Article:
It’s been eight months since Deezer’s bid to float on the Paris stock exchange was scrapped amid lukewarm interest – and now another music streaming service has seen its attempt to go public hit the wall.
Australian-born Guvera was planning to launch on the ASX stock exchange in its homeland next month.
It offered potential IPO launch investors a buy-in price of AUS $1 per share, with a total raise landing between AUS $40m (US $29m) and AUS $80m (US $58m).
However, on Friday (June 17), the ASX took the near-unprecedented step of blocking loss-making Guvera’s listing.
The move will have left Guvera’s internal top dogs understandably aggrieved – but there are wider implications here for the digital music market.
With Deezer’s rejection in Paris last year and Pandora losing billions in market cap value, are the world’s financial markets sending a clear message: that non-profit-making, potentially high-risk music tech stocks should think twice before trying to mount up funds with an IPO?
If so, what does that mean for Spotify‘s flotation ambitions in the coming months?
The Swedish service has just hired a Wall Street veteran, Paul Vogel, as its new head of Investor Relations; a sure sign that it is getting its ducks in a row for going public.
Guvera posted an AU$81.1m (US $61.2m) net loss in its latest fiscal year to end of July 2015 – and a FY 2014 net loss of AU$29.4m (US $22.4m).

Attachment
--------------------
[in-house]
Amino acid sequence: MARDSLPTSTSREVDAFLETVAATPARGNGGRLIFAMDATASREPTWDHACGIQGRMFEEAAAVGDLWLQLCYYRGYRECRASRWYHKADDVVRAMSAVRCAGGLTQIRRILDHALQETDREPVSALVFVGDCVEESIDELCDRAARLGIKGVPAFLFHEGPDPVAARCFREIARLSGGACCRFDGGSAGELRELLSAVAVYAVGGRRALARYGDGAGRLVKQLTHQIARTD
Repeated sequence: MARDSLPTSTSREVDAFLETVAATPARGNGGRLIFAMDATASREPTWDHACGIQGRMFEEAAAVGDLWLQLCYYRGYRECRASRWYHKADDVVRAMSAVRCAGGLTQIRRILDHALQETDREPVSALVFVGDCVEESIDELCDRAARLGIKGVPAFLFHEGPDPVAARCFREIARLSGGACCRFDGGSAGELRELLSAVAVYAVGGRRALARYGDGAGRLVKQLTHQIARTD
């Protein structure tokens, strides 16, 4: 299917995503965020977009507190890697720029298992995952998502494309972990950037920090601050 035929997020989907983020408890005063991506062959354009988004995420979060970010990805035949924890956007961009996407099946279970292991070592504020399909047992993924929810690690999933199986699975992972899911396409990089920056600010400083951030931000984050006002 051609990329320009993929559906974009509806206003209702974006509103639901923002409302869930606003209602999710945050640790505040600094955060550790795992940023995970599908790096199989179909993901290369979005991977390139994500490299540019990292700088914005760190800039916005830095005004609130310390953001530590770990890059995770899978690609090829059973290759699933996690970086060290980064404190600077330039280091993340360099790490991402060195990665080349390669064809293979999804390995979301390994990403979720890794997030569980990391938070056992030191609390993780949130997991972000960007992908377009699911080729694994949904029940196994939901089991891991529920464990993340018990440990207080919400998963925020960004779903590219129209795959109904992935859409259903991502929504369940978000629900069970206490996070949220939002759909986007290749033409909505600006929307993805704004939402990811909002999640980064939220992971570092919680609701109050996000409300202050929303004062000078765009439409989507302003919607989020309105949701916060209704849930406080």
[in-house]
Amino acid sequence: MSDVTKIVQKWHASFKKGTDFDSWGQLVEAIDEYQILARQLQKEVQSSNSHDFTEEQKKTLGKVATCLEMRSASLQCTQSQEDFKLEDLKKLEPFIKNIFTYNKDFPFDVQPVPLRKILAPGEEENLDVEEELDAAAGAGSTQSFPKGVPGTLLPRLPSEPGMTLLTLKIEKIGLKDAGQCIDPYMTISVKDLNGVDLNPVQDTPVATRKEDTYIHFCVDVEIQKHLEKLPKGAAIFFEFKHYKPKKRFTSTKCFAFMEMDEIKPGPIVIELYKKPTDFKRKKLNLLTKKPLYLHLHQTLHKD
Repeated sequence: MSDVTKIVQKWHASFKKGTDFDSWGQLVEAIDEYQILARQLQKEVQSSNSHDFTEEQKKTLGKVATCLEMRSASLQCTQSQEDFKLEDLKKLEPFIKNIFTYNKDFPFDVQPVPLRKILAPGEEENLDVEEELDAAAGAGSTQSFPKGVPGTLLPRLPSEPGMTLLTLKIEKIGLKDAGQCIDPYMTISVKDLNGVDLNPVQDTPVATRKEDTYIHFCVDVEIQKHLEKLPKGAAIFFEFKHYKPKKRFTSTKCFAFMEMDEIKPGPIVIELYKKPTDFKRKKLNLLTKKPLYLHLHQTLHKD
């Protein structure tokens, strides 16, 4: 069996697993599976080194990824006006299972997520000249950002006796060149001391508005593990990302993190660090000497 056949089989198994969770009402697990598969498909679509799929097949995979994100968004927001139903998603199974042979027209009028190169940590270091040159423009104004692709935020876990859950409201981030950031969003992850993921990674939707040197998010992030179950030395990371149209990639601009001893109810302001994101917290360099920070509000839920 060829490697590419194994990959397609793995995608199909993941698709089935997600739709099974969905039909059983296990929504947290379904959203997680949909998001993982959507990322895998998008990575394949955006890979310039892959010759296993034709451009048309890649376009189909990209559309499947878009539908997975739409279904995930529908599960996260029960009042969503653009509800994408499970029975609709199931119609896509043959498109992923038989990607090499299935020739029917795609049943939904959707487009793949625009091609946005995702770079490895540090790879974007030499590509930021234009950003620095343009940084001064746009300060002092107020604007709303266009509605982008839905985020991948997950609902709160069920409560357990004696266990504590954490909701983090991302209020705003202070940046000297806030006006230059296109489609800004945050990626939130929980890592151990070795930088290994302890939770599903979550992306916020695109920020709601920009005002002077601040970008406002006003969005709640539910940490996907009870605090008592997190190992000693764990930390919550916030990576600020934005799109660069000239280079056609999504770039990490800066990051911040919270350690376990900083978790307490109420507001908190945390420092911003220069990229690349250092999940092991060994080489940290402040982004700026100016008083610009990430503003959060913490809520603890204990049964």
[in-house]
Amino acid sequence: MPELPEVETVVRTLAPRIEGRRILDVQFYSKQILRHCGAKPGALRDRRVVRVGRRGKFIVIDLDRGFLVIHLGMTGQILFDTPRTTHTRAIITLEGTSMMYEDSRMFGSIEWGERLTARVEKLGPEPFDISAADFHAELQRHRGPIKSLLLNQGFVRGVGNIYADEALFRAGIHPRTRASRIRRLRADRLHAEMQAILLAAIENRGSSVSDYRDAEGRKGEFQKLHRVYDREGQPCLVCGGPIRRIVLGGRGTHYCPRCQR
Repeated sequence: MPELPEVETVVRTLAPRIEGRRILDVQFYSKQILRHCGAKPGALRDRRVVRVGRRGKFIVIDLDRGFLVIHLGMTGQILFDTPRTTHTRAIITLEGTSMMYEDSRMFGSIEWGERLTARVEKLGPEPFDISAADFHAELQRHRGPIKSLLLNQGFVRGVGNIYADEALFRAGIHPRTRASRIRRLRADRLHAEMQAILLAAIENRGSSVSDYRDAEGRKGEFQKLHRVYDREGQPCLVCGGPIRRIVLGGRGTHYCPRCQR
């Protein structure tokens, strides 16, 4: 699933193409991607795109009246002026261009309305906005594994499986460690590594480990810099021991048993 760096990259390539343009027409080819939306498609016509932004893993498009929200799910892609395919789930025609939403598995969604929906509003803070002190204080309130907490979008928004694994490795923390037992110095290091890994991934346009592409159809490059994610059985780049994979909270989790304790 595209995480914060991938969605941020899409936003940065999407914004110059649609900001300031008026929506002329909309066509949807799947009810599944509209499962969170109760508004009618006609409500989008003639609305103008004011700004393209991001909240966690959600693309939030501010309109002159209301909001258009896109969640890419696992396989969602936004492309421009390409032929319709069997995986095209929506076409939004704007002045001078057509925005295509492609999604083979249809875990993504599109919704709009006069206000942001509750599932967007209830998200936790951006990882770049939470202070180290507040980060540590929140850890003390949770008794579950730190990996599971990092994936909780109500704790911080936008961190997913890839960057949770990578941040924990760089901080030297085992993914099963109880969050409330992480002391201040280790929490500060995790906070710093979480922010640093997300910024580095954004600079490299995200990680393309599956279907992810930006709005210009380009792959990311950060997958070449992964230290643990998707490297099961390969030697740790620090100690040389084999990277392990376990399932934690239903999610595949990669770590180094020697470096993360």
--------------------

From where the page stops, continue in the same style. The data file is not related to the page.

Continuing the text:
In the first three months of this year alone, Guvera recorded a net loss of AUS $25.5 million (US $19m) – though this figure does include money spent on setting up the IPO process.
Experts in the Australian market now suggest that, should an IPO remain a dead-end for Guvera, its management team will be forced to consider entering administration.
That would be bad news for the music business – and not just because Guvera claims to have 14 million users worldwide.
Guvera, which has raised more than AUS $180m (US $131m) in the past seven years, owes creditors – including the music labels – millions of dollars.
Following a failed attempt at raising AUS $100m (US $78m) in private equity funds from a US bank in April last year, Guvera agreed a repayment programme with key suppliers and creditors of AUS $19.5m (US $14m).
(This figure also included a liability to the Australian Taxation Office of approximately AUS $0.8 million and a superannuation liability of AUS $0.3 million.)
In its IPO prospectus, Guvera admitted: “Should Guvera be unable to raise sufficient capital under the Prospectus, there is a significant uncertainty whether [it] will be able to continue as a going concern and therefore, whether it will be able to pay its debts as and when they become due and payable...”
It’s important to point out that Guvera did actually fulfill the fiscal requirements laid down by the ASX – including the submission of an amended prospectus at the end of last week.
But it still wasn’t good enough for the stock exchange’s watchdogs.
“ASX must be satisfied that a company is appropriate to be listed on ASX and can exercise its discretion to refuse admission even where a company otherwise satisfies all of the specific conditions for admission,” said a spokesperson for the Australian exchange following Guvera’s rejection.
“In exercising its discretion, ASX takes into account the principles on which the Listing Rules are based, which serve the interests of companies and investors in maintaining the reputation of the ASX market.”Music Business Worldwide